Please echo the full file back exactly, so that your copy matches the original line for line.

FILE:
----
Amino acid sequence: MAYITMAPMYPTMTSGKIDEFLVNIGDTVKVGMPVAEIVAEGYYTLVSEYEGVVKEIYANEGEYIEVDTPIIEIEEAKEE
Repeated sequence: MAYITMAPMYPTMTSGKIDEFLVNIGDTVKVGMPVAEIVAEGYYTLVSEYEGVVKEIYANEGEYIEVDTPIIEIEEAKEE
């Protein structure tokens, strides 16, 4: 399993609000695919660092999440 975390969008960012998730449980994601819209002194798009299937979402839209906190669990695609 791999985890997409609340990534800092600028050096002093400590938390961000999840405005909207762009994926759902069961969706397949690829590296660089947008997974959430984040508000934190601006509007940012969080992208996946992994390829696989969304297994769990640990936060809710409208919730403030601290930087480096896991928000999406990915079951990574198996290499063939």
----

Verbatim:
Amino acid sequence: MAYITMAPMYPTMTSGKIDEFLVNIGDTVKVGMPVAEIVAEGYYTLVSEYEGVVKEIYANEGEYIEVDTPIIEIEEAKEE
Repeated sequence: MAYITMAPMYPTMTSGKIDEFLVNIGDTVKVGMPVAEIVAEGYYTLVSEYEGVVKEIYANEGEYIEVDTPIIEIEEAKEE
């Protein structure tokens, strides 16, 4: 399993609000695919660092999440 975390969008960012998730449980994601819209002194798009299937979402839209906190669990695609 791999985890997409609340990534800092600028050096002093400590938390961000999840405005909207762009994926759902069961969706397949690829590296660089947008997974959430984040508000934190601006509007940012969080992208996946992994390829696989969304297994769990640990936060809710409208919730403030601290930087480096896991928000999406990915079951990574198996290499063939």